by

 


Daniel Kselman
Ph.D Candidate, Duke University

 

Thursday, 5 June 2008

 

13.30 – 15:30

 

FASS G043

ABSTRACT:

Authors in a variety of settings have argued that proportional representation (PR) electoral institutions help to reduce political conflict in tense political situations. Such studies generally rest on two implicit assumptions, namely that elections are party-centered and that the political-cleavage structures which define electoral campaigns are relatively fixed and
predictable. This paper develops a game theoretic framework which endogenizes a country's mode of accountability, demonstrating that the party-centered competition implicit in previous research emerges only under closed-list proportional representation. Furthermore, we argue that this party-centrism has potentially deleterious consequences in country's whose political-cleavage structures are subject to short-term variation, and propose a particular from of open-list proportional representation as the most suitable institutional alternative for peace and stability in fluid political environments. Historical evidence detailing parallel cycles of party system concentration and political conflict in Turkey provide a suggestive narrative in support of the paper's  basic claims.

 

[start_dates] => Array ( [0] => 2008-06-05 00:00:00 ) [end_dates] => Array ( [0] => 2008-05-09 13:30:00 ) [where] => [headline] => [comments_count] => 0 [created] => 1210280400 [error] => [errorcode] => 0 ) --> SPS Seminar Series: Daniel Kselman (Duke University) | Political Science

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SPS Seminar Series: Daniel Kselman (Duke University)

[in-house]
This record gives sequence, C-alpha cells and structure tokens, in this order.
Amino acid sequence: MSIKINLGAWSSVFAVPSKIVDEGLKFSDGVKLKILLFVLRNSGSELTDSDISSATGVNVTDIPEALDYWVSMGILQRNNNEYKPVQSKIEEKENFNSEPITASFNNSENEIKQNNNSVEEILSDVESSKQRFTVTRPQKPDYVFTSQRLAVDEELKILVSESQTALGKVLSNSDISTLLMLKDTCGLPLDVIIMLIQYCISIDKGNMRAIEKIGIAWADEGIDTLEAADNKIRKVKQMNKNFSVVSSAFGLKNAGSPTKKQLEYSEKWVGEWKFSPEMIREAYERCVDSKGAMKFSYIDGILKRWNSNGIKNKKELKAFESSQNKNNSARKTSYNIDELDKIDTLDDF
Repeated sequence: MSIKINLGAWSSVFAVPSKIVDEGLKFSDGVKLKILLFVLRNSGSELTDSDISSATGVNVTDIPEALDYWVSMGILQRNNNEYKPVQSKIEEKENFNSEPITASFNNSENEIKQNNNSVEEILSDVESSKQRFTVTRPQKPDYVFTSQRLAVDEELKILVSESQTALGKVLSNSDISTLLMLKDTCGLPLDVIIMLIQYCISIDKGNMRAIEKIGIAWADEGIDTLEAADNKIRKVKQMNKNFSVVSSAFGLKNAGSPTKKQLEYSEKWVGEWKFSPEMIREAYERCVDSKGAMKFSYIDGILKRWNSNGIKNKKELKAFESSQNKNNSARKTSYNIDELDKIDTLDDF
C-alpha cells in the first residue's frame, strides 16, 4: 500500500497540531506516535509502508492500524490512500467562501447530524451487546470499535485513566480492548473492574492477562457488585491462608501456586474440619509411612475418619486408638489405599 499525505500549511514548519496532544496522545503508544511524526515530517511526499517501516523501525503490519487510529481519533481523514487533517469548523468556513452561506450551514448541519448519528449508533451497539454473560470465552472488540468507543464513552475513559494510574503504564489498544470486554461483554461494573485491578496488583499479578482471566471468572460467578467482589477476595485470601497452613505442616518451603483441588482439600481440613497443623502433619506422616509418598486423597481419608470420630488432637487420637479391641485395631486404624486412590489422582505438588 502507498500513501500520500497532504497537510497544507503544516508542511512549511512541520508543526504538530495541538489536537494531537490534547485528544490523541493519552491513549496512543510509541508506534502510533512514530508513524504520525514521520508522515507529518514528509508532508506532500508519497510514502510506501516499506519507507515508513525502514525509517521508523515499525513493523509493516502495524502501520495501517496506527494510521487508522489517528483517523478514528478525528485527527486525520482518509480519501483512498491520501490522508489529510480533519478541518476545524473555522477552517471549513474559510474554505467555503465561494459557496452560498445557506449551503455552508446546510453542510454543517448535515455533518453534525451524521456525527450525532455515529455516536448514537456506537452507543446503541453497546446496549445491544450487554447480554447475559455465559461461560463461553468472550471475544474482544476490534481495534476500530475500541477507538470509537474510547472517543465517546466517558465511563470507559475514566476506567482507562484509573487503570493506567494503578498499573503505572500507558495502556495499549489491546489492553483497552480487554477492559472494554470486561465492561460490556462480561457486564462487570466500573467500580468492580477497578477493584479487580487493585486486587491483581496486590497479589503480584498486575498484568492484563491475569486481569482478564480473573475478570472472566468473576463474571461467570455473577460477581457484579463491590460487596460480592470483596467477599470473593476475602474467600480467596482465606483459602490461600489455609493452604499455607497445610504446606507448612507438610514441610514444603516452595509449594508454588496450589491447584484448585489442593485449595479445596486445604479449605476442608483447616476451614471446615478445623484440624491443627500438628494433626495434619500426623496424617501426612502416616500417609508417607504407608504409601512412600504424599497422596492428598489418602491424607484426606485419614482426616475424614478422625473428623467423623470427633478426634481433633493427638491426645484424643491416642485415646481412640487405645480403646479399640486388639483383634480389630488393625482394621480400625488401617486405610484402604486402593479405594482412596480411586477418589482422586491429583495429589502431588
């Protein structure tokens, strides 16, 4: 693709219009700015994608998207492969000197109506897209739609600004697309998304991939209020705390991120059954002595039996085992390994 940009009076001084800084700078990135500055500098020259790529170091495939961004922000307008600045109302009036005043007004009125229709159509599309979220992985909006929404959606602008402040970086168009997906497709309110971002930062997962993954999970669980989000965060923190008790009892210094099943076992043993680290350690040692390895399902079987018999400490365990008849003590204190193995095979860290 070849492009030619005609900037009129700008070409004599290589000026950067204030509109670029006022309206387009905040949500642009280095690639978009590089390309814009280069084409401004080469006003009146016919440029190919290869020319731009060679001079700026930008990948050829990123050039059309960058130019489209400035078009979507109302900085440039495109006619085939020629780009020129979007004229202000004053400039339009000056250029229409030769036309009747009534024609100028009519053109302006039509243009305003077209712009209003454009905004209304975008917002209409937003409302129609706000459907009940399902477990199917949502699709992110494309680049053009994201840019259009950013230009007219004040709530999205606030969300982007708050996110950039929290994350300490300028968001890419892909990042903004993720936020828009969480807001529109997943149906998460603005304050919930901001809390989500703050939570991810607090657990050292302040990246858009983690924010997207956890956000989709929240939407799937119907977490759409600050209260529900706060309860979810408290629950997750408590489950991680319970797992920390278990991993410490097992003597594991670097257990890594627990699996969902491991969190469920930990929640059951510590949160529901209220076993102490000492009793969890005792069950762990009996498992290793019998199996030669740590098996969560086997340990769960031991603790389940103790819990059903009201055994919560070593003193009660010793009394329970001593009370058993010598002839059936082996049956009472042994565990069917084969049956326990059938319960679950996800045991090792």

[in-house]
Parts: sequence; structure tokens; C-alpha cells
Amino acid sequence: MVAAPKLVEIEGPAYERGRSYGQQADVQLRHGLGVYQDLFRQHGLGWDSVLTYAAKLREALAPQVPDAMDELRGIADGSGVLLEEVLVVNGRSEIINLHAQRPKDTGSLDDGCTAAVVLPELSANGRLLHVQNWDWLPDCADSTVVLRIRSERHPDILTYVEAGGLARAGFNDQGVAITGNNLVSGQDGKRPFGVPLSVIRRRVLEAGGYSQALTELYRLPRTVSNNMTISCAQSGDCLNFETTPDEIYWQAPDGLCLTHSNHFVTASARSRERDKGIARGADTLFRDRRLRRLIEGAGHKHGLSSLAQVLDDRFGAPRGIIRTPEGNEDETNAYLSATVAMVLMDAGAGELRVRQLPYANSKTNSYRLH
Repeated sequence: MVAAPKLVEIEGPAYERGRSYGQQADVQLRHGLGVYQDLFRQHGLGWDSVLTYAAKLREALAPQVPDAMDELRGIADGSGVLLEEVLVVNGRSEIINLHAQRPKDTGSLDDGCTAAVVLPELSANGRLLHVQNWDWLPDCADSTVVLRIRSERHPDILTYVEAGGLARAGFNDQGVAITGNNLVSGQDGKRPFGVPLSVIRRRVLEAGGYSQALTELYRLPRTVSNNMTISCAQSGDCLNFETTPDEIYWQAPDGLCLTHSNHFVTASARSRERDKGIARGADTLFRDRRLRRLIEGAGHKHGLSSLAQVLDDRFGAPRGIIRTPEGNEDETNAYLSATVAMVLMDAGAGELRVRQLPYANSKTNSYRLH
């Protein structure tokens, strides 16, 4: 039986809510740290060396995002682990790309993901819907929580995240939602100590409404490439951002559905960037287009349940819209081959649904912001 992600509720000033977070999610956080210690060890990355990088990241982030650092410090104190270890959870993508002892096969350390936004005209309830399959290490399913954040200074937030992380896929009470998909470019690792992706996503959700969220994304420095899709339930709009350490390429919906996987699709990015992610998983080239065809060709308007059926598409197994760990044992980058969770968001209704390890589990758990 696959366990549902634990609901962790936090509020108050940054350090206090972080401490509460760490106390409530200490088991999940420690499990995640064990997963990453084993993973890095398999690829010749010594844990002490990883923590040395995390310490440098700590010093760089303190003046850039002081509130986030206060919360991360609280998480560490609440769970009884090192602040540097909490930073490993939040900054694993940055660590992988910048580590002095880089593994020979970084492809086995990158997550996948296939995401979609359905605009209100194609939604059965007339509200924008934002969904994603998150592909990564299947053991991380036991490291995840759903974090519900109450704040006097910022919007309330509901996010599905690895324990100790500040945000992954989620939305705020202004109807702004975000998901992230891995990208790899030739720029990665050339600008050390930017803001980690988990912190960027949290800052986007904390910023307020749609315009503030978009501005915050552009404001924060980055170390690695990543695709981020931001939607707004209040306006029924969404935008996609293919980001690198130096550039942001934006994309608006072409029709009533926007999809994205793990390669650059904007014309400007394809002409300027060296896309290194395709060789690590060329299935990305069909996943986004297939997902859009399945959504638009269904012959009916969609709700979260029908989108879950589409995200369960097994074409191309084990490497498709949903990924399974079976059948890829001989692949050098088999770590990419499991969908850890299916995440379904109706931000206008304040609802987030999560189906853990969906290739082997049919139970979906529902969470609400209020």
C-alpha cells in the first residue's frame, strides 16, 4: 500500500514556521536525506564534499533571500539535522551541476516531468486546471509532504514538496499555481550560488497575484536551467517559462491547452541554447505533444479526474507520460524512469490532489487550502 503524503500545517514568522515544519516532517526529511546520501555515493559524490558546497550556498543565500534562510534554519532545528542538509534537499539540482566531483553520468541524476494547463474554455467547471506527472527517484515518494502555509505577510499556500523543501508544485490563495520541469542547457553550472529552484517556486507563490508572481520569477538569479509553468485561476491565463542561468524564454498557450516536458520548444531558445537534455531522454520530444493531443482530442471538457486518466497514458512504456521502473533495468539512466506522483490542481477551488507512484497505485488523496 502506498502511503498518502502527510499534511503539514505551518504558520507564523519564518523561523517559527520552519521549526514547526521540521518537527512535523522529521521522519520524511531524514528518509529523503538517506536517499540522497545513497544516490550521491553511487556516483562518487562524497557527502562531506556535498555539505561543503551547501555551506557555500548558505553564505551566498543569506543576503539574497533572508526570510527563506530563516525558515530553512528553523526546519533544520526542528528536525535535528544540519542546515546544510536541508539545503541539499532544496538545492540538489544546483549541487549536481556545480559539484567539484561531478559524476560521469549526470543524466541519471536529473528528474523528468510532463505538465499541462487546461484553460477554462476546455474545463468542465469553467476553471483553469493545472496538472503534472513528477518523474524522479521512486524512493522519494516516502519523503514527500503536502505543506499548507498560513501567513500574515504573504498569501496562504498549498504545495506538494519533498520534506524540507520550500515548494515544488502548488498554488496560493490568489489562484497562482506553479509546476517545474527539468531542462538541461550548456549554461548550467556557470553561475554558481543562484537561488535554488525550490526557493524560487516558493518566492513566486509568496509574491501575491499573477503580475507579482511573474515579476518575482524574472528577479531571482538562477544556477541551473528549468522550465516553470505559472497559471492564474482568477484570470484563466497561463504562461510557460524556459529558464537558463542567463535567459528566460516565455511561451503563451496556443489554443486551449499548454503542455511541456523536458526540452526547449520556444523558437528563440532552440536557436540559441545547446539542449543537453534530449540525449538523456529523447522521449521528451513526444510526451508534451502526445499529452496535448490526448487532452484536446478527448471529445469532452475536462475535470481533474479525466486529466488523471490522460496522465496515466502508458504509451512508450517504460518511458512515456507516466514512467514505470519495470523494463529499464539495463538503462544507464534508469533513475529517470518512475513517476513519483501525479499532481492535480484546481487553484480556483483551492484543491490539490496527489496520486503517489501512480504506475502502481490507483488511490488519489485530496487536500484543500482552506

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Sabancı University

Faculty of Arts and Social Sciences

Social and Political Science Seminars

 

 

"Proportional Representation & Political Conflict"

 

by

 


Daniel Kselman
Ph.D Candidate, Duke University

 

Thursday, 5 June 2008

 

13.30 – 15:30

 

FASS G043

ABSTRACT:

Authors in a variety of settings have argued that proportional representation (PR) electoral institutions help to reduce political conflict in tense political situations. Such studies generally rest on two implicit assumptions, namely that elections are party-centered and that the political-cleavage structures which define electoral campaigns are relatively fixed and
predictable. This paper develops a game theoretic framework which endogenizes a country's mode of accountability, demonstrating that the party-centered competition implicit in previous research emerges only under closed-list proportional representation. Furthermore, we argue that this party-centrism has potentially deleterious consequences in country's whose political-cleavage structures are subject to short-term variation, and propose a particular from of open-list proportional representation as the most suitable institutional alternative for peace and stability in fluid political environments. Historical evidence detailing parallel cycles of party system concentration and political conflict in Turkey provide a suggestive narrative in support of the paper's  basic claims.

 

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